What is seborrhoeic dermatitis?
Seborrhoeic dermatitis is a skin condition that primarily affects your scalp. It causes scaly patches, stubborn dandruff and red skin. The condition can also affect other oily areas of the body, such as sides of the nose, the face, ears, eyebrows, eyelids and chest.
Seborrhoeic dermatitis is also referred to as seborrheic eczema, dandruff and seborrheic psoriasis.
What is the prognosis of seborrhoeic dermatitis?
Seborrhoeic dermatitis can go away without treatment, or you may need repeated treatments before the symptoms go away. Seborrhoeic dermatitis can also reoccur.
The condition is known as cradle cap in infants and causes scaly, crusty, patches on the scalp.
There are various factors that can increase your risk of developing seborrhoeic dermatitis, including:
- Psychiatric and neurologic conditions, such as depression and Parkinson's disease.
- A weakened immune system.
- Recovery from stressful medical conditions.
- Some medications.
What are the symptoms of seborrheic dermatitis?
Seborrhoeic dermatitis signs and symptoms may include:
- Dandruff on your scalp, hair, beard eyebrows or moustache
- Patches of greasy skin covered with yellow scales flaky white or crust on the scalp, sides of the nose, face, eyebrows, ears, eyelids, chest, armpits, groin area or under the breasts
- Red skin
- Your back and upper chest, between your shoulder blades, may have round, pink or red patches with mild scaling.
- Redness, inflammation or appearance of scales in areas such as the cheeks nose, armpits, ears, shoulders and groin.
How is seborrhoeic dermatitis diagnosed?
A dermatologist will be able to determine whether you have seborrheic dermatitis by examining your skin. They may scrape off skin cells for examination (biopsy) to rule out conditions with symptoms similar to seborrheic dermatitis, including:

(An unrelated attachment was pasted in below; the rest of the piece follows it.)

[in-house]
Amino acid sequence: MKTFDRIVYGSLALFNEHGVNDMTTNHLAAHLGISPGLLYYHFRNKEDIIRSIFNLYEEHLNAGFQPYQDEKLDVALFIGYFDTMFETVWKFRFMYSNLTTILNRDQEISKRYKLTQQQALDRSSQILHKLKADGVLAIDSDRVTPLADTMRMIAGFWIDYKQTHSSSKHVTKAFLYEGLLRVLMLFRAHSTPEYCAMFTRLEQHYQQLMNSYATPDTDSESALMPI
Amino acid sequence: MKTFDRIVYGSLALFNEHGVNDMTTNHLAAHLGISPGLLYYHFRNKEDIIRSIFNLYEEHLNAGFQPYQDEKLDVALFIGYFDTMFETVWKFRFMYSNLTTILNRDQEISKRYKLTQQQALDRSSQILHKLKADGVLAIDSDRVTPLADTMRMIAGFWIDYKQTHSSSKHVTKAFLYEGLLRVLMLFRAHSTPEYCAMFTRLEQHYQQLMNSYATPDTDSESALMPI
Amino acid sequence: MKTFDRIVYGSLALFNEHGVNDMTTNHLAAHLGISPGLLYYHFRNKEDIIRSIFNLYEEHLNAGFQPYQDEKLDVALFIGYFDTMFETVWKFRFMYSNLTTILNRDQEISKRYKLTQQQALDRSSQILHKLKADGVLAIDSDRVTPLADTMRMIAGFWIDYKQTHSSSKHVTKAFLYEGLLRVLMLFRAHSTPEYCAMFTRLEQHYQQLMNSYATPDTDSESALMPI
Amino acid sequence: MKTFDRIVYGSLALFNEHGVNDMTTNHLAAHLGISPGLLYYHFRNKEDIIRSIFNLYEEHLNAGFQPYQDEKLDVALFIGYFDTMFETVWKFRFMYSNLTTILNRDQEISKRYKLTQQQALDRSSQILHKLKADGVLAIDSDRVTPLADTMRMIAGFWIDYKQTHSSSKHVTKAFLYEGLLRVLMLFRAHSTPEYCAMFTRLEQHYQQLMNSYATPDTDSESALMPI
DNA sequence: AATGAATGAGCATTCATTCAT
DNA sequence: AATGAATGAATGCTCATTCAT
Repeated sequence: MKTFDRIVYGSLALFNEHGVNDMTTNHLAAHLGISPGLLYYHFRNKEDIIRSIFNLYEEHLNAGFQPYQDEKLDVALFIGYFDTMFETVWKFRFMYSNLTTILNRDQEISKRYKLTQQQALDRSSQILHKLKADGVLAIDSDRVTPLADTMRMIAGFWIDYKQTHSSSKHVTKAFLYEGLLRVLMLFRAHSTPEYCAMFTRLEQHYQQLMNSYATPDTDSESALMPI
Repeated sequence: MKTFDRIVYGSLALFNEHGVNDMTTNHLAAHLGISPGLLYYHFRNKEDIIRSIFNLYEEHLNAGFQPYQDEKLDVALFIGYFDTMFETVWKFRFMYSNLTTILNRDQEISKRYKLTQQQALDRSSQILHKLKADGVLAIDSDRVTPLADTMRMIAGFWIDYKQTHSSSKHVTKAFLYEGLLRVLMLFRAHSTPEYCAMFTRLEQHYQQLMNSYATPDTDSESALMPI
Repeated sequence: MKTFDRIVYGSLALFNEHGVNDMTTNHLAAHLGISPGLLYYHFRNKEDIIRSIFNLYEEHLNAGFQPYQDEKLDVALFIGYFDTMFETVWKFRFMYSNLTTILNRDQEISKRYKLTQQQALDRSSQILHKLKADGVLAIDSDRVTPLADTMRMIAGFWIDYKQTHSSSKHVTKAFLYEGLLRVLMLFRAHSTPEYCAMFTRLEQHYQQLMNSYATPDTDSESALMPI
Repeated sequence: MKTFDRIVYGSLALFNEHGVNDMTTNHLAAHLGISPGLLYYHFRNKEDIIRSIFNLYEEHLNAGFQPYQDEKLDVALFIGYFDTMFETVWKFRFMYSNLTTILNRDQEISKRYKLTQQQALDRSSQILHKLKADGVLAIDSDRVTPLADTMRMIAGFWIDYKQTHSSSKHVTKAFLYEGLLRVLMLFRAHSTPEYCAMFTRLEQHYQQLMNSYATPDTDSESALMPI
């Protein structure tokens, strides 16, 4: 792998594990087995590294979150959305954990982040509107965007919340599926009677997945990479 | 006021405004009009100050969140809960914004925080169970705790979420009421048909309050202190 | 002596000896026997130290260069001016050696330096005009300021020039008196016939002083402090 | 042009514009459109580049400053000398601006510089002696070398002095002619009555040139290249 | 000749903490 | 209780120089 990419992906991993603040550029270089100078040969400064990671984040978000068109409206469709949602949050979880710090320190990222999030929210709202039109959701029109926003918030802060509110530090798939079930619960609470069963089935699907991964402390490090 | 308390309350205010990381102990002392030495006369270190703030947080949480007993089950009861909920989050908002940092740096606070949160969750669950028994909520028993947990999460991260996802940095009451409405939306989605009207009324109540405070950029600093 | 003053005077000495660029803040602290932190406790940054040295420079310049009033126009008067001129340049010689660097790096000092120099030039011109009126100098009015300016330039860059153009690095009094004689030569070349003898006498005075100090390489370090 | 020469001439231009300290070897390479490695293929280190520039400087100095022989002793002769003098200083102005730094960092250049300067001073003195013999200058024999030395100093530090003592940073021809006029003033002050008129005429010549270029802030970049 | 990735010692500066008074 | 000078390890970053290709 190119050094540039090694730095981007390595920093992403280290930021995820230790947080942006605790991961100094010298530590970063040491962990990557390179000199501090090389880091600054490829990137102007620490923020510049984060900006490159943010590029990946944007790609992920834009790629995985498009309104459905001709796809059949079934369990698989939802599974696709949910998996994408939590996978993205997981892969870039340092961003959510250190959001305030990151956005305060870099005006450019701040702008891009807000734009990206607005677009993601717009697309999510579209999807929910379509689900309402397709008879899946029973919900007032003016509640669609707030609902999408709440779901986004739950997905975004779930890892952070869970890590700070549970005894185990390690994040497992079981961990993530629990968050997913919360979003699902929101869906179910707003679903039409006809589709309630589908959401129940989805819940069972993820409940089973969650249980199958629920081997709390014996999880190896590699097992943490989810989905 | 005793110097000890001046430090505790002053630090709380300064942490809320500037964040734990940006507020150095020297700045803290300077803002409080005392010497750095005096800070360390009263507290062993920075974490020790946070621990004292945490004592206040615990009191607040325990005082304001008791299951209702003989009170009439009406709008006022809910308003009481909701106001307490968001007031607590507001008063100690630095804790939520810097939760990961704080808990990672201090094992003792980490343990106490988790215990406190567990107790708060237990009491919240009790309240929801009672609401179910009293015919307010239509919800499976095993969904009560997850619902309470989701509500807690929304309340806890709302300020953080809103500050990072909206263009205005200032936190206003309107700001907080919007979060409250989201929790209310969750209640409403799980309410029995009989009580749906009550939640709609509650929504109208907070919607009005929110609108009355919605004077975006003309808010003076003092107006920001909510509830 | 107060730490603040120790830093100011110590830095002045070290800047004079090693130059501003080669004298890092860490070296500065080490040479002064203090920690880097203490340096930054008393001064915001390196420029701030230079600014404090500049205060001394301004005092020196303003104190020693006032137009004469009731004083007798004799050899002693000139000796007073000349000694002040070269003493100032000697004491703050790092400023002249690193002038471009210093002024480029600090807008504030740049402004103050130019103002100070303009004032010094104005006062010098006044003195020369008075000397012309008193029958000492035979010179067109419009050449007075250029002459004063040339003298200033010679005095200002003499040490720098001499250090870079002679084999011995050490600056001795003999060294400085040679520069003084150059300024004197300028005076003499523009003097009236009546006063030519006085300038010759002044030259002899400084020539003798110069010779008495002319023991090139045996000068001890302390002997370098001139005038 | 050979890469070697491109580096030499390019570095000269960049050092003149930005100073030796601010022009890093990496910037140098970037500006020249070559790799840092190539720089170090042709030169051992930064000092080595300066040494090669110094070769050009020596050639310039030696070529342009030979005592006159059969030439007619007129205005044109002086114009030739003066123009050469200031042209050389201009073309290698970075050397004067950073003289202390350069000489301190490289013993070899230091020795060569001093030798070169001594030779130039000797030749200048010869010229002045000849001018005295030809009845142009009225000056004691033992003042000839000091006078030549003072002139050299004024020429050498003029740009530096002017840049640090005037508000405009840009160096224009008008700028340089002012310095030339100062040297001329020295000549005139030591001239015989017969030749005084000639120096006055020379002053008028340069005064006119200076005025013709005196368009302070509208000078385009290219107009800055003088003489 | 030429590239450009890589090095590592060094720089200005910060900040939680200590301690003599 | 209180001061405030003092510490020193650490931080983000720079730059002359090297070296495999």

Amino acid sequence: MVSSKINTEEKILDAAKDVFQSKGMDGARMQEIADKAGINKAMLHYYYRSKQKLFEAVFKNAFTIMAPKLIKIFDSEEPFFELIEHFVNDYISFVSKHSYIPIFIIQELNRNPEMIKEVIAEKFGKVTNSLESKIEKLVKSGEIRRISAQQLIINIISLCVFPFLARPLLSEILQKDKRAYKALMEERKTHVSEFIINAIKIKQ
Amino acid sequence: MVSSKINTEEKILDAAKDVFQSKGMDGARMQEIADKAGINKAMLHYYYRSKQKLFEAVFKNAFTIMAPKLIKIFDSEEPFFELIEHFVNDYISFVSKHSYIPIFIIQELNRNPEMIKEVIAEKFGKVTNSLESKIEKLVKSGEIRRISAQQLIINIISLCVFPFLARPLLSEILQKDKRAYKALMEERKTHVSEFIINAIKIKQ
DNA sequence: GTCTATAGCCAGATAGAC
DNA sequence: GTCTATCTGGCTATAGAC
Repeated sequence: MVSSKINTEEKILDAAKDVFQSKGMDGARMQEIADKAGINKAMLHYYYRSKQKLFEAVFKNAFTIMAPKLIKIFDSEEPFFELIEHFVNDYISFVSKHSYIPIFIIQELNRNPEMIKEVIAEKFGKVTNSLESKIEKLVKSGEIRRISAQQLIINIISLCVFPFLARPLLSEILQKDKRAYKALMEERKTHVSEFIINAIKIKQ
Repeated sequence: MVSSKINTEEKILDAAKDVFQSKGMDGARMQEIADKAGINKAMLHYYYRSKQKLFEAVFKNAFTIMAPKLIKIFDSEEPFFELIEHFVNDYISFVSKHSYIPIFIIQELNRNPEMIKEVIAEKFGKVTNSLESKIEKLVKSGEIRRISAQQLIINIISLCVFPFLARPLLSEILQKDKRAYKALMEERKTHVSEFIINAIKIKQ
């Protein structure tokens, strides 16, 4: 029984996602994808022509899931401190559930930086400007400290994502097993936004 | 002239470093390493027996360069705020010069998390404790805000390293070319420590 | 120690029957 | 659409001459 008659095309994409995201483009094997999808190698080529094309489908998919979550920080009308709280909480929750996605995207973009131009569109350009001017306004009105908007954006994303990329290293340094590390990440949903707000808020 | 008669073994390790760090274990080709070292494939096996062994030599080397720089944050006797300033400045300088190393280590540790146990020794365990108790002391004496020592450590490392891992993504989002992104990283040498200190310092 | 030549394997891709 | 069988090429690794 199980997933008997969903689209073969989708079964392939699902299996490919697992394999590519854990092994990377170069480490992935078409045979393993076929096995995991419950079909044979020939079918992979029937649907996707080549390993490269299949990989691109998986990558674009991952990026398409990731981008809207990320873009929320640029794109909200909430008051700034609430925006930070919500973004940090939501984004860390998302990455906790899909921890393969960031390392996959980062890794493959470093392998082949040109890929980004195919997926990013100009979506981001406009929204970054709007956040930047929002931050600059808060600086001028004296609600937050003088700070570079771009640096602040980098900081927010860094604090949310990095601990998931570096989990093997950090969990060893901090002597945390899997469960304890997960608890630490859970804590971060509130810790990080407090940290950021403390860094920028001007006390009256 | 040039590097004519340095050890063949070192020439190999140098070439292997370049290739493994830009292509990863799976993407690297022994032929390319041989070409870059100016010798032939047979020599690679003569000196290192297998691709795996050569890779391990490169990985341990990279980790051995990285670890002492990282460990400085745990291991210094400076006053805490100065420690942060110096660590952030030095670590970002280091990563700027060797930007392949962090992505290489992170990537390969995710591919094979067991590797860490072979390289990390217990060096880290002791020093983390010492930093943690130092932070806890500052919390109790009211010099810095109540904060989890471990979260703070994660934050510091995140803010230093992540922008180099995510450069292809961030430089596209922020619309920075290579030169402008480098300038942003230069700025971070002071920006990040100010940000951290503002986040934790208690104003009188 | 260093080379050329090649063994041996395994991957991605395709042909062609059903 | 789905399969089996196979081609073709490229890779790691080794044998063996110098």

- Atopic dermatitis (eczema).
- Tinea versicolor.
What are the causes of seborrhoeic dermatitis?
It's not fully known what causes some people to develop seborrhoeic dermatitis though it's thought to be associated with a yeast called Malassezia. Everyone has Malassezia on their skin, however, those who have seborrhoeic dermatitis are more sensitive to it or seem to have more of it. This leads to an inflammatory reaction.
In the majority of people, seborrhoeic dermatitis isn't associated with any underlying conditions.
Symptoms can get worse when you're stressed, tired or generally unwell. You may notice that your symptoms are better in warmer weather and worse when it's cold.
The condition isn't caused by having very dry skin or being unclean and it isn't related to your diet. You can't catch it and pass it on to another person.
What are the treatment options for seborrhoeic dermatitis?
Creams, shampoos, and lotions are the main treatments for seborrheic dermatitis. Treatment includes:
- Shampoos, creams or ointments that control inflammation.
- Creams, antifungal creams or shampoos alternated with another medication.
- Antifungal medication you take as a pill.
Treatment options will depend on your symptoms so it's best to speak with a dermatologist who will be able to advise further.